Our Collective and readership have grown by leaps and bounds. We have gone from approximately 20k monthly readers to 60k, 10 Collective members to 28, 1,856 Facebook likes to almost 9k, etc., in less than 12 months. However, the thing I’m most proud of is the love and support that we’ve managed to nurture within The Feminist Wire community. The organization is truly life-giving. Trust is an essential ingredient. It’s as significant as a critical feminist gaze. All Collective members come by way of referral, and they have to be communally approved–at least by my partners, Monica and Darnell, both of which have been helping me to lead The Feminist Wire since December 2011, and me. We’re fortunate enough to be extremely selective now that we’ve experienced such growth. Still, we’re always looking for new and amazing feminist voices to add to the chorus, especially as we plan to branch out and do other things on the business front. There’s a lot in store for us.
The Feminist Wire has done some great series on Black feminism, the latest being about mental health and Black female academics. What are some of the topics that you’re passionate about but has yet to be covered at TFW?
Thank you. We want to do more forums on academia and health. However, we want to create space for other marginalized groups, such as women of color and gender non-conforming academics, to speak. We need to hear their voices. I’d also love for us to do more work on poverty, pornography, and the prison industry. Additionally, there’s been quite a bit of work on academics and fashion. I’d love for us to do more work on fashion and beauty. The beauty of The Feminist Wire and our current organizational structure is that what gets published is based on the creative juices of the entire Collective. Folks are always coming up with amazing ideas. I’m all about creativity, soundness, and production. If someone has an idea that meets the above criterion–and aligns with both our public and private aims–I’m all for it.
You’ve also gathered quite a few people–mostly people of color–who teach at the university levels at TFW. With the shift in validation of knowledge content-providers–where people with PhDs were held as the paragons of a focused study (a.k.a. experts) to the online world where having a degree may or may not help as far as having expertise–how does TFW navigate and contributing to this new reality?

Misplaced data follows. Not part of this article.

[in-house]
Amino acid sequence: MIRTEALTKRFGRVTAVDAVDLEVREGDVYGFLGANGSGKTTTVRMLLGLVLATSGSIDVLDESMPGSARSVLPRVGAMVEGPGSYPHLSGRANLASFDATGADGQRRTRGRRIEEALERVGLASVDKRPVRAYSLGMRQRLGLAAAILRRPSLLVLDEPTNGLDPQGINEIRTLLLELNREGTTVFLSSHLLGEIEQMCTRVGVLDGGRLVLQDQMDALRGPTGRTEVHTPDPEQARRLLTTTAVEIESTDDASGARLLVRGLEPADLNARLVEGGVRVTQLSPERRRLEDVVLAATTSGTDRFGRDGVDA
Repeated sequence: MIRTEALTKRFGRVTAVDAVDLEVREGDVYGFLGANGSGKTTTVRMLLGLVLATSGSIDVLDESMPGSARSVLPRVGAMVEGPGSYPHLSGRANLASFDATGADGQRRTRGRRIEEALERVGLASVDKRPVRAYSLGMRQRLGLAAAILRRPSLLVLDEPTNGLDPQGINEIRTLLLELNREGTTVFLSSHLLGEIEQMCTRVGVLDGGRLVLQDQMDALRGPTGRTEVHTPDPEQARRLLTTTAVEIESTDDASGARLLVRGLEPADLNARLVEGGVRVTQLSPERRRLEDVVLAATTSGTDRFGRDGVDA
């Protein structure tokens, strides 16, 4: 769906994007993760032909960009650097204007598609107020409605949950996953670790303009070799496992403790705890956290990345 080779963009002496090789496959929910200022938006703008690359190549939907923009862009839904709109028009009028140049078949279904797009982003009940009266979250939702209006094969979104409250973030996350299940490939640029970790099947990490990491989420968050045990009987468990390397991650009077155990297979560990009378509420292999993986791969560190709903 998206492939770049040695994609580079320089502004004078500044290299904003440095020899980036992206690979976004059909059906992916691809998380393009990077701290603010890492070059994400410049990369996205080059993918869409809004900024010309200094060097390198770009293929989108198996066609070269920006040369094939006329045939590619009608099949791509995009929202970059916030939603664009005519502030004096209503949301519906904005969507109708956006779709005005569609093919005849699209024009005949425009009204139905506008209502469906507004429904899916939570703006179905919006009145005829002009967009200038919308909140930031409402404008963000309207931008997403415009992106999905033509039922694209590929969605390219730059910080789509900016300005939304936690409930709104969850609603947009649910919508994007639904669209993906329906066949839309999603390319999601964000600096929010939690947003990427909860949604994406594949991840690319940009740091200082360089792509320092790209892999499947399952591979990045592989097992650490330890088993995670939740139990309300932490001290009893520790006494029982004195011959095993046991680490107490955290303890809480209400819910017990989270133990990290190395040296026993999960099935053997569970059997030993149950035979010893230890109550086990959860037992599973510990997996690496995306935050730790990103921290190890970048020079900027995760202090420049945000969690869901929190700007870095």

That’s a great question. I think we have so many PhD’s due to the kind of work that most of us do: we work in the academy. However, we’re all critics. I don’t think any of us believe that we have all the answers and would likely cringe at anyone claiming to be an “expert.” We’re hell-raisers who sincerely long for a more just society, so our aim is to always be in community with the broader community in which we understand ourselves to merely be a part. We understand that knowledges are situated and contextual and emerge from a variety of complex spaces—outside of academe. We’re always in search for and open to the creative genius of our folk. We’ve also added a few “young feminists” as well. We want variety. Our goal is to create space for multiple intersecting and diverging “wires.”
Still, given the reality of knowledge production and social hierarchy–that is, who get’s to be read, heard, tweeted, used in a classroom setting, forwarded, republished at other sites, etc.–often depends on who our readers dub as the “expert.” So, drawing close this interstice is admittedly quite challenging.
We have been struck once again with two tragic murders, Jordan Davis and Kasandra Michelle Perkins. Both, I’d contend, are the results of an engendered racism, namely stereotypes of the Threatening Black Man and the Jezebel who “must have done something to deserve” her death. Though I’m grateful for the counter-conversation to dispel these myths that shape people’s perception about the victims, especially Perkins, where else would you like to see discussion regarding Davis and Perkins move?